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Kamala Harris holds closed door meeting with local leaders about abortion rights

It would be hard to say exactly what Vice President Kamala Harris was doing in Boston.

She didn’t announce any new policy or take questions from the press, whom her staff had arrive in Dorchester at the IBEW’s Freeport Street building three and a half hours before the vice president was to speak Thursday.

When reporters were eventually ushered into a conference room just after 1 p.m., Harris sat flanked by dozens of politicians and community activists.

The press listened to lawmakers and community leaders praise her accomplishments and demand protection for abortion care for about 20 minutes before being ushered back out of the room.

The event was billed as a chance for Harris to hold a roundtable discussion with state lawmakers and leaders in healthcare on the steps the Biden-Harris administration is taking to protect access to reproductive care in the wake of the Supreme Court’s decision to overturn Roe v. Wade, the 1973 decision that held the right to abortion was constitutionally protected.

On Wednesday, President Biden signed an order protecting the right of women to travel outside their home states to seek reproductive care. The White House announced the executive order, the second Biden has issued regarding reproductive rights since the high court’s decision, Thursday morning.

“Yesterday, President Biden issued an Executive Order on Securing Access to Reproductive and Other Healthcare Services, building on actions that the Biden-Harris Administration has taken to protect access to reproductive healthcare services and defend women’s fundamental rights,” the White House said in a release.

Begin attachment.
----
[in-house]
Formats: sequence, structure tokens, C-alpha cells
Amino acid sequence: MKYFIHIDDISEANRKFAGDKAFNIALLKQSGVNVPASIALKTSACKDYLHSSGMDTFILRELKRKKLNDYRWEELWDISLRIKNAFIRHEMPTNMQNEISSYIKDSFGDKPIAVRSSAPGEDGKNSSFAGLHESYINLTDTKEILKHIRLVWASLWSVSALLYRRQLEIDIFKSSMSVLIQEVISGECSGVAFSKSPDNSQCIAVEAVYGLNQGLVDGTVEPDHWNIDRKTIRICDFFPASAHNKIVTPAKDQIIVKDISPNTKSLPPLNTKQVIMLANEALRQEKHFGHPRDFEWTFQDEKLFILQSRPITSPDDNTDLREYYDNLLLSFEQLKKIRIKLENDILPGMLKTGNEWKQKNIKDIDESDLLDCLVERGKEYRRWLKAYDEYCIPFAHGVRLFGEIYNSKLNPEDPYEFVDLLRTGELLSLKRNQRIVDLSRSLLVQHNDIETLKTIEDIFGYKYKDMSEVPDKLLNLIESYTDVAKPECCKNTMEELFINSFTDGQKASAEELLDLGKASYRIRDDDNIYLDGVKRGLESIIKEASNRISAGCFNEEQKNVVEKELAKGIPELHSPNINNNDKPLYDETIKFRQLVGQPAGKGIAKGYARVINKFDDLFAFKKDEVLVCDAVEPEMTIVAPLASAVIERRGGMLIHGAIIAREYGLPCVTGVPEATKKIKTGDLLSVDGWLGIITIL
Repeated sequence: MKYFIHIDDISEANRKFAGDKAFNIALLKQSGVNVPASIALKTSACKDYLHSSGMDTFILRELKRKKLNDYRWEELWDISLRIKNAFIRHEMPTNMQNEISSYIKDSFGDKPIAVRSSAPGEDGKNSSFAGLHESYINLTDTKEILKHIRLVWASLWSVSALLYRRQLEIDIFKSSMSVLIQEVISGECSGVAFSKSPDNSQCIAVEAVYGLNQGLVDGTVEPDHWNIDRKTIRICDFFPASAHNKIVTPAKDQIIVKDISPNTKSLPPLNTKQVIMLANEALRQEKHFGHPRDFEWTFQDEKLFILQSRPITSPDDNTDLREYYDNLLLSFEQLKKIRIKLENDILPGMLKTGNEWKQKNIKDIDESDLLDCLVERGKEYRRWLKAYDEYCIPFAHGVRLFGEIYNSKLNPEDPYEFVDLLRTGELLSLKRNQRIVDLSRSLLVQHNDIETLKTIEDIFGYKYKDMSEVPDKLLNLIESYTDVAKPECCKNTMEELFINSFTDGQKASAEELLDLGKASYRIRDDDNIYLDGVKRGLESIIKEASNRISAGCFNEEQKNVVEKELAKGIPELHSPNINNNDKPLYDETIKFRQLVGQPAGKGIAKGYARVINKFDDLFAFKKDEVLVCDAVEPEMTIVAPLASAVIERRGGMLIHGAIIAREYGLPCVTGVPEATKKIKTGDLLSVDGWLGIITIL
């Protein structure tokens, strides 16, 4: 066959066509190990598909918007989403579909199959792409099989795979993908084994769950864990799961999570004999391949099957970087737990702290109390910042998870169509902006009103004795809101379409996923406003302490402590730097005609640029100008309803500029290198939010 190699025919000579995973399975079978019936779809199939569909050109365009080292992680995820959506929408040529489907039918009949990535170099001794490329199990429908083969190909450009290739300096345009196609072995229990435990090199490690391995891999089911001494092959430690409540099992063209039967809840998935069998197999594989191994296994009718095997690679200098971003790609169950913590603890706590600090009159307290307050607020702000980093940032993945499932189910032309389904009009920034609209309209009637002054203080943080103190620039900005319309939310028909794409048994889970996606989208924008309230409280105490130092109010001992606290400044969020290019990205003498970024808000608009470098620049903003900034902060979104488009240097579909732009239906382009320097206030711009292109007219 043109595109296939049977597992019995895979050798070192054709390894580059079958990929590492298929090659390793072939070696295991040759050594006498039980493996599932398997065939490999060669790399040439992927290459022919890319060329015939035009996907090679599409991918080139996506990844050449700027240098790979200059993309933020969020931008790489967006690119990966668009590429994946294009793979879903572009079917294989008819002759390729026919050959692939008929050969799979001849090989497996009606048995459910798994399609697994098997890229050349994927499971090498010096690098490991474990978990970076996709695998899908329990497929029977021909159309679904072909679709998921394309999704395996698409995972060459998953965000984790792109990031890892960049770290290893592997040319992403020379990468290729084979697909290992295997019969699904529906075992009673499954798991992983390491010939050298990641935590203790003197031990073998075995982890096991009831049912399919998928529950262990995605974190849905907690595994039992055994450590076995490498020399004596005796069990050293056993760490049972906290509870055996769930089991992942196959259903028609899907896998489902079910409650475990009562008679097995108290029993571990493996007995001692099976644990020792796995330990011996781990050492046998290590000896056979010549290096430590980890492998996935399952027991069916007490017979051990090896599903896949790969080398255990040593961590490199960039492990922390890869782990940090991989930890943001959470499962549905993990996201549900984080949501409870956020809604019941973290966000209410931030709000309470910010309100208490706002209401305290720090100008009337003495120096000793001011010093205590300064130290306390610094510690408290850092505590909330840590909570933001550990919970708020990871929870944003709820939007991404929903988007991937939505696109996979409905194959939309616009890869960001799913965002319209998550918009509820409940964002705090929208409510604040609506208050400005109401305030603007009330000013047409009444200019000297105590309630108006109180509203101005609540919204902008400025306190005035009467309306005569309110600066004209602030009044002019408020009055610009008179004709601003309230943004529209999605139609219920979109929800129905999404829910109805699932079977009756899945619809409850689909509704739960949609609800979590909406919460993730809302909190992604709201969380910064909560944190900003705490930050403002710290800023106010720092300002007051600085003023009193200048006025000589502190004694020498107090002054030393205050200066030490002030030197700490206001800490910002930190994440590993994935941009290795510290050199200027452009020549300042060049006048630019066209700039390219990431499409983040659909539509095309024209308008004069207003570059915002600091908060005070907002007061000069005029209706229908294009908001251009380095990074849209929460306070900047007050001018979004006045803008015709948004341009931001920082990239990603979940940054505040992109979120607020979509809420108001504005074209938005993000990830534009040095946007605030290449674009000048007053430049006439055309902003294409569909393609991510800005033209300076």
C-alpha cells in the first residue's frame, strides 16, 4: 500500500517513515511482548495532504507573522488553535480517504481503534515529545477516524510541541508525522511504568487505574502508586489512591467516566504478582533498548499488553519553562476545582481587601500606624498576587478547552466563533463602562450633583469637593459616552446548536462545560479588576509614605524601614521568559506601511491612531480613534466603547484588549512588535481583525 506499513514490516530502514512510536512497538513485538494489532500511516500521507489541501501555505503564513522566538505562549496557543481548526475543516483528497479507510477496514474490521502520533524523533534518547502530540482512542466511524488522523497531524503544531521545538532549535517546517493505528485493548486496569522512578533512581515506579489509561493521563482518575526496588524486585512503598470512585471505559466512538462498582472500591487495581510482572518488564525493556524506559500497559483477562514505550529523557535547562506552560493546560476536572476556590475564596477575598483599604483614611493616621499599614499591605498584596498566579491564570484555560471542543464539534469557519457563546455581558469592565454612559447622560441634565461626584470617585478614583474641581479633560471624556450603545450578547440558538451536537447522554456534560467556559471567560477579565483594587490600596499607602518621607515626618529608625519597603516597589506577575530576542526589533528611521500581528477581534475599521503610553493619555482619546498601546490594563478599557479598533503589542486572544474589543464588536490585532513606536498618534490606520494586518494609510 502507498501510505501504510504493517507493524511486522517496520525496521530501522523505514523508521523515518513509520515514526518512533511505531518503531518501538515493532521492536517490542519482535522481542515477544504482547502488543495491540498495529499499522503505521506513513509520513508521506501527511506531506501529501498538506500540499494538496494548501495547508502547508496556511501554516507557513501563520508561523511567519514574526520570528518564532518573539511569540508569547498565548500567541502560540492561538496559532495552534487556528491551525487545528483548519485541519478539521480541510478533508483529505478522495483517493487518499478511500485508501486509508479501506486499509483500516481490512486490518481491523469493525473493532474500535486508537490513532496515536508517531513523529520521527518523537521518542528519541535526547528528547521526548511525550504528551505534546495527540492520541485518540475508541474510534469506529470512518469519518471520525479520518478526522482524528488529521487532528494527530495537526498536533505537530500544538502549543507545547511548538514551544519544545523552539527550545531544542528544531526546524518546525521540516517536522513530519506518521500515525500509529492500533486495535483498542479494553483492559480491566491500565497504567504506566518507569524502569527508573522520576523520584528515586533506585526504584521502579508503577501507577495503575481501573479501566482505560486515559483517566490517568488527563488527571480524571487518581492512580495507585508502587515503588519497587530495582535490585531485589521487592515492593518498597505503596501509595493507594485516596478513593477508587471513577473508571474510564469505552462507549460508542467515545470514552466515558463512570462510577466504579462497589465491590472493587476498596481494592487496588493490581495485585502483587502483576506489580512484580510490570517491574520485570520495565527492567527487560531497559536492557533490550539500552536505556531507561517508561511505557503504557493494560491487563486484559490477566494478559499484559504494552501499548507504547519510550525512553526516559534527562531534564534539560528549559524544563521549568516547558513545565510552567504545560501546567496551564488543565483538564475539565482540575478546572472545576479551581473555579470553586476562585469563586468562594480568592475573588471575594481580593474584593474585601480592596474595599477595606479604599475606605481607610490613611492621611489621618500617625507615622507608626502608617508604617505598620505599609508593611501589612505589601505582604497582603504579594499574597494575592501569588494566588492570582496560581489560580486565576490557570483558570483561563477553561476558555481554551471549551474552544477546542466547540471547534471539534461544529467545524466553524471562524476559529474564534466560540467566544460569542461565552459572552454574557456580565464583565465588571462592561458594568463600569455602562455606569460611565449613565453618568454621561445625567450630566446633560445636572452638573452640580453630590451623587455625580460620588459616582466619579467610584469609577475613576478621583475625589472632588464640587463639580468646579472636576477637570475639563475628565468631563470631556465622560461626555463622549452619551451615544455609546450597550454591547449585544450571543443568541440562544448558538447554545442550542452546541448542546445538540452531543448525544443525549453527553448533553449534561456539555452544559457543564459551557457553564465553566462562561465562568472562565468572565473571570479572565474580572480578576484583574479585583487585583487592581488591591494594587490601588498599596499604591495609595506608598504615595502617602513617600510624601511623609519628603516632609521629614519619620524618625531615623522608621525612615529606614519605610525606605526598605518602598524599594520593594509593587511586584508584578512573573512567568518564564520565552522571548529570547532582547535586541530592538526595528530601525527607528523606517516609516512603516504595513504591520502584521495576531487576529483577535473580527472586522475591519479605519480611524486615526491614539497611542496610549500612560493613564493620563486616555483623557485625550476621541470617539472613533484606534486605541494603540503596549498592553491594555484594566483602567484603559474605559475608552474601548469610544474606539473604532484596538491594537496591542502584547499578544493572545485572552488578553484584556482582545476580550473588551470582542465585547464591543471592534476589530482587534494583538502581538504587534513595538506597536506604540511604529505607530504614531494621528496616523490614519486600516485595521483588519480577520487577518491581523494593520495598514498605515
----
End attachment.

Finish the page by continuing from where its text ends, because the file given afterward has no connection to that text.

Harris may have touted that plan or another with local leaders after letting Gov. Charlie Baker, U.S. Rep. Ayanna Pressley, state Rep. Aaron Michlewitz, state House Speaker Pro Tempore Kate Hogan — even Undersecretary of Defense Gil Cisneros, among others — tell her about the broken glass ceilings she represented, but the steps the administration might take to protect reproductive rights were apparently not fit for discussion in front of the public or the press.

The Republican Party’s National Committee seemed to predict this sort of outcome.

“Massachusetts is being hit hard by the recession, but you can bet Kamala Harris won’t talk about that. She may give it a laugh, but for voters, this incredible failure by Biden and Harris is no laughing matter,” RNC spokesperson Rachel Lee said in a release.

Reproductive healthcare provider Planned Parenthood, at the very least, says the Biden administration’s executive orders are moving in step with the opinion of the American public.

“As we saw in Kansas last night, people overwhelmingly support reproductive rights and demand the freedom to make their own health care decisions. This executive order from the Biden administration will include provisions advocates for abortion access have called for and is part of the critical work that the administration continues to undertake to bolster abortion access and support people getting the health care they need,” the group said in a statement.

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